Other people have told me they don't like that cover art either. What's not to like? It's a strong cover image.
The New DC: The Big Picture and Digital Distribution
I've gone heavy duty on iPad comics reading, and it just wasn't for me. Though if I didn't have a comic shop within an hour's drive, I would probably be much more likely to switch to digital, to be honest. But when offered the chance, I'd gladly choose print over digital. No contest. (And, I reiterate, you don't really own the comics you think you're downloading from Comixology. There's no way to transfer the files to another kind of reading app. And Comixology can lock your purchases if they no longer want you to read them. That is a big deal.)
The New DC: The Big Picture and Digital Distribution
coryj -- Illegally downloading doesn't mean that the comics are free. That's like saying that the items in my local convenience store are all free because I can just walk out with them without paying and the busy clerk isn't likely to chase after me. Free? Nope. (But, they sure aren't worth 3 or 4 bucks each, I agree.) Carlos -- I see your point about the value-per-minute. But I've long since moved past that kind of thinking, because I like comics more than anything else. So a 5 minute enjoyable comic is far better for me than a one hour enjoyable television show. Plus, I get to have 55 minutes left to do other things, whether that's reading more comics or pursuing other interests. montsamu -- I'm interested in Miles Morales, too, but there are at least six or seven new DC titles that will be substantially better than another Bendis take on the Spider-Man world. Don't discount Snyder, Cornell, Morrison, Lemire, or Azzarello. DKT -- yup the Vertigo titles are unaffected by the DC relaunch (other than a planned China Mieville Swamp Thing series being scrapped -- and THAT would have been interesting to see). Rumors have it that Vertigo may actually have some life in it, and may be expanding a bit in the next year now that things at DC Entertainment have settled in a bit. Or maybe it will be completely eliminated. Who knows.
Reader’s Guide to the New DC Universe: Teen Titans
Based on what Lobdell has been saying, these are new takes on Bart and Cassie. Bart is like a superspeed thief, or something. And Cassie is...I don't know. Something more aggressive than her previous incarnation.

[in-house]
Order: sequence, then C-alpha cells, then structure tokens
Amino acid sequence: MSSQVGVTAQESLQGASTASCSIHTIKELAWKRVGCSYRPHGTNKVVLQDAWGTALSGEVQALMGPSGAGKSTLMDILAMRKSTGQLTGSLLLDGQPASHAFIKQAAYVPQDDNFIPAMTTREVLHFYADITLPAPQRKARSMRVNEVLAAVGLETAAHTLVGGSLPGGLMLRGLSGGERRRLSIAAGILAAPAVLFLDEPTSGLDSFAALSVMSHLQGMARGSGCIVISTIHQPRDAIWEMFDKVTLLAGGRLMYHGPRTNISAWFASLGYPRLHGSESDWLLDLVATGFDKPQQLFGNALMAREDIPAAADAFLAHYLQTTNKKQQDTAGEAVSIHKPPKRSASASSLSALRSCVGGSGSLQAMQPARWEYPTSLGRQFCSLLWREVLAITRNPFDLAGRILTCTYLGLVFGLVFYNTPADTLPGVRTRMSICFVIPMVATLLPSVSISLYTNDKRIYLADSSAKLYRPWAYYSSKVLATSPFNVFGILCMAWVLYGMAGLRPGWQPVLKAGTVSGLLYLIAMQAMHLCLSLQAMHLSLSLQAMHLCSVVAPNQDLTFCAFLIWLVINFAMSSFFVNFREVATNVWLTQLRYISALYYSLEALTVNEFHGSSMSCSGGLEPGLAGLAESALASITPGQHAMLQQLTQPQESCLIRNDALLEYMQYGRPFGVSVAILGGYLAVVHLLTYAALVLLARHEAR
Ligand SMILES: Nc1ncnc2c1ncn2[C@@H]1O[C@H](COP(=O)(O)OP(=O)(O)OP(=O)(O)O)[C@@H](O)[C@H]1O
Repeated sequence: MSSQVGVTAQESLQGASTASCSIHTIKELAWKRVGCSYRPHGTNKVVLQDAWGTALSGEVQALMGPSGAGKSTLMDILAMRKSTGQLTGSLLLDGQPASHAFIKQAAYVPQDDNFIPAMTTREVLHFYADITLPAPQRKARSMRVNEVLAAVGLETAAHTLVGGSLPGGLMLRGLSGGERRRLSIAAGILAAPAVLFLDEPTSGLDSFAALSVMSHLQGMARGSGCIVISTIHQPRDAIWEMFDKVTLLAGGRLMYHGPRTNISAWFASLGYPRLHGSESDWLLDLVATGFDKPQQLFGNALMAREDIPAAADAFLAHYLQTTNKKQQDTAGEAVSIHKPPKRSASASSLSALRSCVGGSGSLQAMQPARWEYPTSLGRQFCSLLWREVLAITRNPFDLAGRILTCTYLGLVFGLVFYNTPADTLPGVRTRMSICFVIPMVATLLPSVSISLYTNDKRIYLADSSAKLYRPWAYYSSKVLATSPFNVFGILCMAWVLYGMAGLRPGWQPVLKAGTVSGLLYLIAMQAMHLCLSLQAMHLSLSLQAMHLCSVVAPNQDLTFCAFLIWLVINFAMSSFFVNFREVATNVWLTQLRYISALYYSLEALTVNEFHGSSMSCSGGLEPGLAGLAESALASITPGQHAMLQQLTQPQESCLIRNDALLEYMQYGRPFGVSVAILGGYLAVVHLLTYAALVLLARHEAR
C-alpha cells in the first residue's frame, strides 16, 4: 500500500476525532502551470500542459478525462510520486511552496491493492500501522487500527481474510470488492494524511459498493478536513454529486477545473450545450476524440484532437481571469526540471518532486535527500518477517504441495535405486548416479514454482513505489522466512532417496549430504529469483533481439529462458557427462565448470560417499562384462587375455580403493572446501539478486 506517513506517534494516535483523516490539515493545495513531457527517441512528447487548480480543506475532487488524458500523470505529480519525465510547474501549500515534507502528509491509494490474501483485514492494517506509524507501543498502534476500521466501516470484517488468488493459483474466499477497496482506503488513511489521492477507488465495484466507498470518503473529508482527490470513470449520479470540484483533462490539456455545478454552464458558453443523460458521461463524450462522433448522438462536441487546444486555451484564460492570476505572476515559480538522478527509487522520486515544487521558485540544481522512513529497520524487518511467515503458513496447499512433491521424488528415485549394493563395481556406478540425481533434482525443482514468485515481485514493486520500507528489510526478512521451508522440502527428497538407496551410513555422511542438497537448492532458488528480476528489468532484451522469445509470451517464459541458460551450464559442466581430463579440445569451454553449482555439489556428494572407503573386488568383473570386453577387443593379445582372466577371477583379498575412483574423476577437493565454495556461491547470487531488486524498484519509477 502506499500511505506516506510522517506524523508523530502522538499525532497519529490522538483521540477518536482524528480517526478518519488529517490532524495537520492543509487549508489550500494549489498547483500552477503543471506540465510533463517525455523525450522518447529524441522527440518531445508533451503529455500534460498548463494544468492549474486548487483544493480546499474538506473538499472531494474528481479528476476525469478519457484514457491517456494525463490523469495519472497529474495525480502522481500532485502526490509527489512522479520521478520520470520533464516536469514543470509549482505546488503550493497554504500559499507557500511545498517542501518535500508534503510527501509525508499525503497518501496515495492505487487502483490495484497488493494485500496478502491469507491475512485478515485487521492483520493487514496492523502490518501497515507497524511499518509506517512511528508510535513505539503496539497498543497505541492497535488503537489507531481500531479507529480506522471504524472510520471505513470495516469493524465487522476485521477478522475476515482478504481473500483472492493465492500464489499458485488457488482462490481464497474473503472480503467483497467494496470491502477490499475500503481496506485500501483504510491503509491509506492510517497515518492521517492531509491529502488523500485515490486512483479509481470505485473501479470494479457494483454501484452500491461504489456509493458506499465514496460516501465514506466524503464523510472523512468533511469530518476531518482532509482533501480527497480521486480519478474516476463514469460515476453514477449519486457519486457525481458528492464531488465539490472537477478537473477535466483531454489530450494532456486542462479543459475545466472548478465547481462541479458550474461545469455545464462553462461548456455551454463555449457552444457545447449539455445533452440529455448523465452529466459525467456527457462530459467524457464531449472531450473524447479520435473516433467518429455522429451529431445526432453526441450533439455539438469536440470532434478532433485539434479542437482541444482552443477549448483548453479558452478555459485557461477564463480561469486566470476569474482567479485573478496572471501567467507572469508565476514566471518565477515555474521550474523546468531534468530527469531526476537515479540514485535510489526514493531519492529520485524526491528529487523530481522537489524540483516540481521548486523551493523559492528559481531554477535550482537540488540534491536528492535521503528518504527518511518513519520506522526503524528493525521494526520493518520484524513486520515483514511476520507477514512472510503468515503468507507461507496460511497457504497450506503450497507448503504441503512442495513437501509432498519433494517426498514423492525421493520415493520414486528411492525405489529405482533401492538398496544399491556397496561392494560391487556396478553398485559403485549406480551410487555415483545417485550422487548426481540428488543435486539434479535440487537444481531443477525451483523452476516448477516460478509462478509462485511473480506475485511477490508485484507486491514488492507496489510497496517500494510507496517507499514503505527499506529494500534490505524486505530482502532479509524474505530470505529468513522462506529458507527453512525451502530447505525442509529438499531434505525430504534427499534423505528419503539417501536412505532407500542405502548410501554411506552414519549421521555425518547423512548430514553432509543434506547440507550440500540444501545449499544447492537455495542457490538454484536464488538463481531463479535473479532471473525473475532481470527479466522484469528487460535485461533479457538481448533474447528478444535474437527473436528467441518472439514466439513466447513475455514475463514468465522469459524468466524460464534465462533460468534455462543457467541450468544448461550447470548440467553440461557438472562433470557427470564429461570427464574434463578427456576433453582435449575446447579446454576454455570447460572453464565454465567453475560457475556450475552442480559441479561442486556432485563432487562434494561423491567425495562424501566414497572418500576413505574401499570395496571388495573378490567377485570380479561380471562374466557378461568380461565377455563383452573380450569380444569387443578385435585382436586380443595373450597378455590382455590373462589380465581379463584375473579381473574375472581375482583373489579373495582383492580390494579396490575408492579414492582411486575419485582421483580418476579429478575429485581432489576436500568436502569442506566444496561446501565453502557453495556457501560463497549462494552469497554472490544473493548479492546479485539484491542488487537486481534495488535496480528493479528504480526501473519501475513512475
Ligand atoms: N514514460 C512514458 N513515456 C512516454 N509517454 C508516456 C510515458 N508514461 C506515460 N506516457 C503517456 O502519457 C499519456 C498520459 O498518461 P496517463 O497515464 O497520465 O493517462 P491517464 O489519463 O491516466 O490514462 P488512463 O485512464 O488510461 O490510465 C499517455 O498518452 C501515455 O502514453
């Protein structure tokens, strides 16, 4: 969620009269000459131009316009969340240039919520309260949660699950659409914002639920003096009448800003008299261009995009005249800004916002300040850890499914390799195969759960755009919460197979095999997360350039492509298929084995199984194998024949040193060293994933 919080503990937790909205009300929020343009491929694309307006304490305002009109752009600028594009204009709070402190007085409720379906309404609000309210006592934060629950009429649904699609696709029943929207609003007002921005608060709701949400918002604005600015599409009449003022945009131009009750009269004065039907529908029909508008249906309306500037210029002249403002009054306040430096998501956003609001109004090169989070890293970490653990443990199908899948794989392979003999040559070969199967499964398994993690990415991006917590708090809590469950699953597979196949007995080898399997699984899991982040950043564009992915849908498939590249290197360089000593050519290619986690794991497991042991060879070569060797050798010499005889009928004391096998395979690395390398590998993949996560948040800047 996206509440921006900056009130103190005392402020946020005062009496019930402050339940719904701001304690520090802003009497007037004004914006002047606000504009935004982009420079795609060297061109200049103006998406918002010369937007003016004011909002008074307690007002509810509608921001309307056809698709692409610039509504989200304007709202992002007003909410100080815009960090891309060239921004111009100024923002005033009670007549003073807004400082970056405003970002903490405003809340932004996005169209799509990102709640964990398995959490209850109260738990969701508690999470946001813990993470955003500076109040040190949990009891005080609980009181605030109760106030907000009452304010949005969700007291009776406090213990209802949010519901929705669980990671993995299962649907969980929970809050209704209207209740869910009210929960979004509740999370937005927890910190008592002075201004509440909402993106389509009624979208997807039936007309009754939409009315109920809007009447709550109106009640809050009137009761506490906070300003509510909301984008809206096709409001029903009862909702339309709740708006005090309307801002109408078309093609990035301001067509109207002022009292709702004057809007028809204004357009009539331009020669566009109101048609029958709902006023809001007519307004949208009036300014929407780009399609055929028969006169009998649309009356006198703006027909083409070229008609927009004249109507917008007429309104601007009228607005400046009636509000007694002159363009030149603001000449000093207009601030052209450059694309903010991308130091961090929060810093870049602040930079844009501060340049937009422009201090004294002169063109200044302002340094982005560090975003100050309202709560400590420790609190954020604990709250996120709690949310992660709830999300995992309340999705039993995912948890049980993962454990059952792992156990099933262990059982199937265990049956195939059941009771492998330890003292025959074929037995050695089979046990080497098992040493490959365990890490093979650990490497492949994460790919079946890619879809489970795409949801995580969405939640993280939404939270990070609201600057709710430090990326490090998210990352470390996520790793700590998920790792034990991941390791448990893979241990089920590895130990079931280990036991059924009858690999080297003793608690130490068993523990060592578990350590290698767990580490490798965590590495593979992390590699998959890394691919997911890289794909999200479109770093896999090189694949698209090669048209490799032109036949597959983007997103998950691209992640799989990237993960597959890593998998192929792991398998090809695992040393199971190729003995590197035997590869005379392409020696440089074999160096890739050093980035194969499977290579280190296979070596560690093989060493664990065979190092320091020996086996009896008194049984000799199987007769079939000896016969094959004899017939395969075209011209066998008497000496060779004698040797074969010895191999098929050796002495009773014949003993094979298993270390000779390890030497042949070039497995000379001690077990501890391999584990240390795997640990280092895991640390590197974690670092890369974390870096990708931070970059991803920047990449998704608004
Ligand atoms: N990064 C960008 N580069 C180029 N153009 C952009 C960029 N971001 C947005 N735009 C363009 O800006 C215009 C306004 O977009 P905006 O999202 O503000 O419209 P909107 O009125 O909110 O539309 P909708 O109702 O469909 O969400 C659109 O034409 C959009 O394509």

Reader’s Guide to the New DC Universe: Stormwatch
Yes, everything is in the same universe. That's one of the purposes of the relaunch. (Except there are 51 other parallel universes. That aren't mentioned in the relaunch. But they will begin to play a role soon, starting with a new JSA series set on Earth 2, and Grant Morrison's tour through the parallel universes in next summer's Multiversity! Yup!)
Reader’s Guide to the New DC Universe: Superboy
Batman Inc. #8 was the worst Grant Morrison comic since his short stint on Spawn. And, man, it was the worst-looking comic maybe ever. Yeesh.
Reader’s Guide to the New DC Universe: Superboy
Hmm, Scavenger, I'm not sure how it's a prejudice if I'm talking specifically about things I have read in the past and my evaluation of their quality. Sure, I am "prejudging" these fall comics, but that's the whole point of these posts, and they aren't based on any particular agenda on my part. Plus, Generation X is hardly considered a classic. If anything, it's known as a Bachalo showcase, and that's about it.
Reader’s Guide to the New DC Universe: Suicide Squad
Oh--and it turns out that Marco Rudy will ONLY be drawing issue #1 (if even all of that issue). So even less reason to check it out.
Reader’s Guide to the New DC Universe: Static Shock
Editorial/production interference. See:
Reader’s Guide to the New DC Universe: Legion Lost
Yeah, Jon, you're right, although I was thinking something like this, though I didn't articulate it in the post: "With Levitz writing the main Legion series, I can't imagine that Nicieza will make any radical changes to the characters here, because Levitz will want them back at some point." That may not be true at all, but with Levitz still doing Legion, anyone else using the characters feel like temporary guardians to me.
Reader’s Guide to the New DC Universe: Green Lantern Corps
GLC does have better one-issue narratives (even while keeping up with the bigger plotlines), but GL has better spectacle. (And I would say it's a matter of taste, but Mankhe is measurably better than Pasarin at every part of the job. Except making people look glossy.)
Reader’s Guide to the New DC Universe: Green Lantern Corps